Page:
Surviving a massacre doesn't guarantee your future safety
Riley Sager tells a dark tale of murder and deceit with loads of twists and turns and a cast of characters that immediately have you in their grip.
Quincy, Lisa and Samantha are the Final Girls. Three young women swept up in the worst nightmare anyone could face — sole survivors of separate massacres over a period of several years. Though none of them have ever met, they now belong to a club that no one wants life membership to, however, that’s the hand each has been dealt from a trio of unconnected madmen. Somehow, they have to deal with the aftermath in whatever way possible.
Quincy still can’t remember any of the details from that horrific night but regular doses of Xanax and a good support group help to get through each day — that is until she gets a message to say Lisa has been found dead in her bathtub and a pair of bloodied wrists points to suicide as the cause.
Suddenly out of the woodwork comes Samantha Boyd, victim #2 from this horror reel Quincy lives each day as her ongoing reality. Sam’s new life has her drifting from place to place but is she really who she says she is and why has she decided it’s now time to get to know her reluctant sorority sister when Quincy just wants to put all that horrific past behind her? Jeff, Quincy’s public defender fiancé, isn’t convinced Sam should be allowed into their lives and puts up a good argument to send her packing. However, Quincy remains firm — the two women are the only ones who can truly empathise with each other.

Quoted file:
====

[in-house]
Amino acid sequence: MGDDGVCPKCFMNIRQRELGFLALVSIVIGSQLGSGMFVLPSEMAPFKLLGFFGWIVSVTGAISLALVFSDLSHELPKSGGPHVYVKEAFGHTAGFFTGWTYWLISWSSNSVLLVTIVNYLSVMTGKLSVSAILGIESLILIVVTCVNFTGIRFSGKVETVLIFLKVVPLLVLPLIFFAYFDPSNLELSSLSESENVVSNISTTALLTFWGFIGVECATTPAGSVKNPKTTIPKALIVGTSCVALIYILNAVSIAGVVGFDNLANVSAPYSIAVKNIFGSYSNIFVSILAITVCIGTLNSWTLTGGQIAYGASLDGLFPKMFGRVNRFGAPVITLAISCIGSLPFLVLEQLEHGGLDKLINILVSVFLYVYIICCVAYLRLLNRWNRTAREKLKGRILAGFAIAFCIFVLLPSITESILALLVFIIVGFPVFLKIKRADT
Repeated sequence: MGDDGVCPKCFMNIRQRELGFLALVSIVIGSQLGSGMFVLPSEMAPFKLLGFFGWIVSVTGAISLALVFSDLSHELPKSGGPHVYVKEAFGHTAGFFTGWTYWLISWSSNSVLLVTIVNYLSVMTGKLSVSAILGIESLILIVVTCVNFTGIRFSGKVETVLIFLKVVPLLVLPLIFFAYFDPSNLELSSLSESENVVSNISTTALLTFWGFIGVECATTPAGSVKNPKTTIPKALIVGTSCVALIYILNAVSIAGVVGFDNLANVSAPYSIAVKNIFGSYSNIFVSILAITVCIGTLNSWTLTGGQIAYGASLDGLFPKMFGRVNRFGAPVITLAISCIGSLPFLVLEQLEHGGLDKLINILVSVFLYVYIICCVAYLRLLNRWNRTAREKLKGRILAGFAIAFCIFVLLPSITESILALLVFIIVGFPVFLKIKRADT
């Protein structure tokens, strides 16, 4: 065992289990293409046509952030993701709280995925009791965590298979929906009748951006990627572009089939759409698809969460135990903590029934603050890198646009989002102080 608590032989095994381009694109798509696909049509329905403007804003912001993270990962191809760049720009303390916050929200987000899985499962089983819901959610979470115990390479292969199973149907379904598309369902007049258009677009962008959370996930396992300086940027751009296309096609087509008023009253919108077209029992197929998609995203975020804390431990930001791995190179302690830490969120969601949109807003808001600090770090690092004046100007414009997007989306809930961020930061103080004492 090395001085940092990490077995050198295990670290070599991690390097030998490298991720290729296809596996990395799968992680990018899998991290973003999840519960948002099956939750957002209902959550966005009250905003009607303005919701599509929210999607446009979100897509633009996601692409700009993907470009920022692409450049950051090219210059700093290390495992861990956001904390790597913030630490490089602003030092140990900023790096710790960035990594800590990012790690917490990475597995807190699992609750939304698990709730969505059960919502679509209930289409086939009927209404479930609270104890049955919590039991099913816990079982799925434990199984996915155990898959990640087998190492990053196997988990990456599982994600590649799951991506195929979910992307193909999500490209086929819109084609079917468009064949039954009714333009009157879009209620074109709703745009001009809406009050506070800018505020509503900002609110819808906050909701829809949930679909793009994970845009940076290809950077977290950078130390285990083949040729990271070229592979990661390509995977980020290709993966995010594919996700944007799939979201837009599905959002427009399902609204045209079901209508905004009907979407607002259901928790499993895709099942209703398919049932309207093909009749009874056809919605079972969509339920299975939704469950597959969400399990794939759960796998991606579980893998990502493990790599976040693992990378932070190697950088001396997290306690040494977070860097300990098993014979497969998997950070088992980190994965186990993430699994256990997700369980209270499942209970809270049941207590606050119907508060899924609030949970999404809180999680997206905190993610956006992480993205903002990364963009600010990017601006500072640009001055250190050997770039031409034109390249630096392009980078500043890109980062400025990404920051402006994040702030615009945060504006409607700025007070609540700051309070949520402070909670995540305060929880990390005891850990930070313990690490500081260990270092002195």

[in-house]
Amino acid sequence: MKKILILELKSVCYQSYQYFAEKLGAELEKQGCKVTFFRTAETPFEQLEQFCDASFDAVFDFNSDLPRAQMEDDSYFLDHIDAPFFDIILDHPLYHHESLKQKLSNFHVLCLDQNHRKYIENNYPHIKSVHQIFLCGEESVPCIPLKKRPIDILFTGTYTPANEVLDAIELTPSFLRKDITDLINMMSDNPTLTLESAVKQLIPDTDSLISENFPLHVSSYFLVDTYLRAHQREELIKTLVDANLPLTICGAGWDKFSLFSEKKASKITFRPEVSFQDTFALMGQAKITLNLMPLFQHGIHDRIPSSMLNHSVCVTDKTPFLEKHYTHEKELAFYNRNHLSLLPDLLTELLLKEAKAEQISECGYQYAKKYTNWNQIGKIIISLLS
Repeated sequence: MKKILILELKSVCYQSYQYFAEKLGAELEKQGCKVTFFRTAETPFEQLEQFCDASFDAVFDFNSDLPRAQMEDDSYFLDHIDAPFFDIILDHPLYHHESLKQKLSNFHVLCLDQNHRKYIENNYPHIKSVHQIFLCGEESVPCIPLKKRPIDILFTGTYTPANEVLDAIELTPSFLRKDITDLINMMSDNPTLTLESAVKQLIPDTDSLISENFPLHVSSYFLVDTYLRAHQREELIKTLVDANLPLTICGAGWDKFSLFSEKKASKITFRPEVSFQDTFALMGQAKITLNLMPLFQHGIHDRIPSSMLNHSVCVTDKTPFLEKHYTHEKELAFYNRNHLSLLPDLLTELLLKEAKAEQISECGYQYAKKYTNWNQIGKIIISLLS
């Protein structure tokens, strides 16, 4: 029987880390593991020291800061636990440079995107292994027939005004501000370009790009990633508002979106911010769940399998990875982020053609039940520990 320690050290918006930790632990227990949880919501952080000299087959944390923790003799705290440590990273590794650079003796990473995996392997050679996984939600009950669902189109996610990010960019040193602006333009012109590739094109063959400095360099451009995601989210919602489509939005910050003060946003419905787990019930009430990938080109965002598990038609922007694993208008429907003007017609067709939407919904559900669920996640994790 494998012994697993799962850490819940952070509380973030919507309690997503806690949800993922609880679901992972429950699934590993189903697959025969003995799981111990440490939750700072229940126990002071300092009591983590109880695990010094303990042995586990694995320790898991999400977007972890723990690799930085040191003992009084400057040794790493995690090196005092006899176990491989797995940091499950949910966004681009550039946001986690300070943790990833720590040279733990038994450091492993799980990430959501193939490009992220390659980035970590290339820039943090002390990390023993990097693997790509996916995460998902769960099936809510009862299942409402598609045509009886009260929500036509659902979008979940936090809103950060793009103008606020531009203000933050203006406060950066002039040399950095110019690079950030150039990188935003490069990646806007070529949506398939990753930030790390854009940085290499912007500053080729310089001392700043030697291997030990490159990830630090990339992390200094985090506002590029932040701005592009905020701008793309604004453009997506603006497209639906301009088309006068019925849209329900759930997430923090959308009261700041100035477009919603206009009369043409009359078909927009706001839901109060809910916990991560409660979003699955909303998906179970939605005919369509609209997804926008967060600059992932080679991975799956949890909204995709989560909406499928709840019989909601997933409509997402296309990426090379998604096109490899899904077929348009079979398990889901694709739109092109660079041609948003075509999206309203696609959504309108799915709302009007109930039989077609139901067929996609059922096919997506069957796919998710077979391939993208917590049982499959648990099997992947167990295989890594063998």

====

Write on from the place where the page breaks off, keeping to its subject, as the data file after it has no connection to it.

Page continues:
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That is until Sam does the unthinkable – breaks into a locked drawer in Quincy’s kitchen. Like a bower bird, Quincy has been gathering up a slew of treasures wherever she goes, only hers feed a more sinister monster than trying to entice a feathered partner. It’s obvious this third victim isn’t quite as ‘altogether’ as she makes out in this new world on the other side of a ghastly darkness.
More daring decisions on Sam’s part to test Quincy’s sanity follow — and subsequently scare her half to death — and this hapless young woman falls for each one. I take my hat off to the author for having the ability to rile me up to the point of actually finding myself yelling at the pages at Quincy’s stupidity after all she’s endured!
This novel is written in the first person — something I don’t normally choose to read — however it is so well done I was 100 pages in before even realising. The entire telling of this gruesome tale is riveting. Small picturesque nuggets stand out in their beauty between the word pictures of ugliness the author has etched into the souls of these three damaged young women. One in particular that caught my attention was this gem: “More leaves continued to fall, the late-afternoon sunlight shining through their brittle thinness as they spun, tumbled and whirled. Falling stars specked red and orange and yellow.” What a glorious picture this paints in my mind.
This is a well-written thriller, with every word holding your interest. It dragged me in from the very first paragraph and held me enthralled up to the very last word. Riley Sager certainly has the wonderful ability to have readers second-guessing just exactly who a person can trust. Her clever inclusion every few chapters of third-person prose reveals dark slivers of detail from that ghastly night — the ones Quincy’s consciousness has chosen to block out. The tension builds and grabs your attention like watching a thriller on TV; your breath is caught in your throat and you can’t look away even though you know something terrible is about to be revealed. And it is…
Definitely, one to be added to your must-read list for those who enjoy this genre.